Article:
Similarly, not everything done out of ignorance is a moral failing. Sometimes it means that a point isn’t made with some people. Failing to make one’s point doesn’t mean the other person is being disingenuous. Even if they are, we still operate under the theory that such people need to be treated equally as anyone else. This is really tough to do in practice.

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10 thoughts on “Progressive Orthodoxy

  1. Except for this article I’d never heard of Chris Hayes before, so the post wasn’t an endorsement of him or his views in general – but I did like how he seemed to recognise the identity vs. action phenomena (which he put in slightly different and more partisan terms.)
    The reason I drew the link between patriarchy, religion and this was that if we take a few steps back to look, we see machines that operate in very, very similar ways. Whether it’s North Korea or the Mafia, Communist Russia, Mormonism or Scientology, we can identify various (dangerous) patterns. For example loyalty is more important than ethics. Submission is more important than questioning. In fact questioning is frowned on. And hierarchy underpins everything.
    Of course you’re right that it’s essentially not really a left/right issue, but it becomes one as soon as the policies of either side are based on those principles. Whether that’s people defending Clinton despite his questionable behaviour with Lewinsky; defending Ted Kennedy in the Chappaquiddick affair; or defending Trump in any number of dubious situations 🙂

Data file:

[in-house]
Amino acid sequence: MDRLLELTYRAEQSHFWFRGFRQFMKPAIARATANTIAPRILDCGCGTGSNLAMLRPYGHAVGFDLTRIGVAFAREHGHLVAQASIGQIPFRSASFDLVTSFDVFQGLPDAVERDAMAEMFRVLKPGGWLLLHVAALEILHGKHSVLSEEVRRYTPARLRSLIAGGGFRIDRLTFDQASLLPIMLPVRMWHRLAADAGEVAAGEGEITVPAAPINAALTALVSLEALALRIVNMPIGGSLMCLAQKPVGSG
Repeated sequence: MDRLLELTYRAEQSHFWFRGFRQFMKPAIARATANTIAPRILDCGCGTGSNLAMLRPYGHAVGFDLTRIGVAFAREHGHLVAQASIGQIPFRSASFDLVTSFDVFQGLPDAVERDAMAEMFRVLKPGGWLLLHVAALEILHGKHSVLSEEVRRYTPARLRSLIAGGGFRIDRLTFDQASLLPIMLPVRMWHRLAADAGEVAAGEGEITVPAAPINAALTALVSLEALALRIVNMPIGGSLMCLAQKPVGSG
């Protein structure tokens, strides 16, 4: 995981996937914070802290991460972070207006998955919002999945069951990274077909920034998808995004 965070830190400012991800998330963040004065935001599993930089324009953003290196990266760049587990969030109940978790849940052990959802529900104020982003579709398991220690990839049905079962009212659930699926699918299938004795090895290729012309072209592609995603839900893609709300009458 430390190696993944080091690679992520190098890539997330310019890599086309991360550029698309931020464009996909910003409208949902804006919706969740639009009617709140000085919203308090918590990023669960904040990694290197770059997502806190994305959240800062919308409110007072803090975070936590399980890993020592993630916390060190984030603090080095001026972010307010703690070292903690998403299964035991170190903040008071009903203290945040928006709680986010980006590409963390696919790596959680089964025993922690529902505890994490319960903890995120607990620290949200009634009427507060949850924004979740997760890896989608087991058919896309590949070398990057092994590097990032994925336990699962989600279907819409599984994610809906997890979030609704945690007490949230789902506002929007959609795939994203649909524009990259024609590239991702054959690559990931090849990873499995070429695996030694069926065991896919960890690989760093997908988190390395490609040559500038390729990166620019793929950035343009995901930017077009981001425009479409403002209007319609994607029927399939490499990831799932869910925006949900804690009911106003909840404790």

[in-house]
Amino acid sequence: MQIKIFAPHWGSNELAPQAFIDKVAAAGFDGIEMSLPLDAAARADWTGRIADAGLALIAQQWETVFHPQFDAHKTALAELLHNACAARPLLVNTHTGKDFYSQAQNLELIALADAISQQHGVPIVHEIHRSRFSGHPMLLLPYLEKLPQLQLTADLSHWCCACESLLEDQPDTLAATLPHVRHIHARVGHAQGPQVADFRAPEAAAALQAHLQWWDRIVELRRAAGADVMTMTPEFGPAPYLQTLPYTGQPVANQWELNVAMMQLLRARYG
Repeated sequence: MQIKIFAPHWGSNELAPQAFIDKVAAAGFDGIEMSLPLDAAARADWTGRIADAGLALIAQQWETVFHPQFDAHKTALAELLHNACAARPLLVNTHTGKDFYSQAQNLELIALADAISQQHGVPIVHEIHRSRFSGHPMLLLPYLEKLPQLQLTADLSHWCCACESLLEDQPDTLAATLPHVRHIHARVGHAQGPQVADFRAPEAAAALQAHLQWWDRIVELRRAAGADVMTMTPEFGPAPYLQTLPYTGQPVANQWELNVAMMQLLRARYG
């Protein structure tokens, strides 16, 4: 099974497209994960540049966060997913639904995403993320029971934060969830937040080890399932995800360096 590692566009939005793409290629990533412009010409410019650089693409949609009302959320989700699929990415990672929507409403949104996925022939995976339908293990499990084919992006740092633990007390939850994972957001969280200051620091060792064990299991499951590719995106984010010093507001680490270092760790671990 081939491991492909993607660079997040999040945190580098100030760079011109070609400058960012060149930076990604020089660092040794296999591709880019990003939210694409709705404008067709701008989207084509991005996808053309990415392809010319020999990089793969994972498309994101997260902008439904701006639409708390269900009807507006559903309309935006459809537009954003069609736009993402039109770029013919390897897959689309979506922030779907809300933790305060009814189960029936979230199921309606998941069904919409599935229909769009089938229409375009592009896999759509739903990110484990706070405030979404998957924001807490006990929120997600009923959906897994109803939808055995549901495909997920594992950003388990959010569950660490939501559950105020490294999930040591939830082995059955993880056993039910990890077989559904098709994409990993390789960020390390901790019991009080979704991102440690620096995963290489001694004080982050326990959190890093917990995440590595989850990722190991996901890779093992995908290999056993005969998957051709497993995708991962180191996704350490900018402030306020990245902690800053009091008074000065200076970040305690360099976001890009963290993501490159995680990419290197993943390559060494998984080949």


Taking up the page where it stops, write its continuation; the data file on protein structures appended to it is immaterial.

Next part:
Liked by 3 people

    • I personally think you did a better job of articulating the idea than Hayes did. Right now I think we’re talking so much about the right because they seem to be moving in places like the US and the UK. That said, there’s a big chance the pendulum will swing left soon in the US.

      I could be writing about this a bit prematurely, I think. But it’s something that’s been rattling around in my head for a while.

      Liked by 1 person

  2. I can not understand the idea of a dying industry needing to be propped up rather than alternative work solutions found. Coal is dying, the mine owners have admitted this. Coal jobs are not coming back and they shouldn’t. It is a negative on the environment. The people should be offered retraining and job assistance as you say. The problem in my mind is the people voted against their own interests. Hillary had a the programs needed to get people in coal countries into other forms of work. But the people couldn’t see themself doing anything else and wanted what they couldn’t have. They bought a promise that cannot be fulfilled instead of what would have helped them. Hugs

    Liked by 2 people

    • While I agree with you to a point … I tend to disagree with this: But the people couldn’t see themself doing anything else .

      IMO, it isn’t so much they couldn’t see doing anything else as much as it was they didn’t want to do anything else. It’s one of those ongoing “family traditions” that many are simply unable to walk away from. My great-great grandad did it, my great-granded did it, my grand-dad did it, my dad did it, and by gum, I’m going to follow the family tradition (even if it kills me)!

      Liked by 2 people

      • I can understand what you are saying, but then those people for some reason couldn’t see that what they wanted to do was a thing that there was no need or cause for. They were the closest to the industry and must have seen sales going away at a rapid rate. Coal getting harder to find. The knowledge that fossil fuels are not replenishing and will run out is rather well known. I once trained for computer repair. It is a job I like and can do well. Unfortunately for me when the economic crash happened we had people with high degrees in computer design moving into the field. People like me with no degree had trouble matching them and lost out. I seen the writing on the wall and moved to another field that had more openings for me. I did not enjoy it as much, but it was the only way to deal with reality. Hugs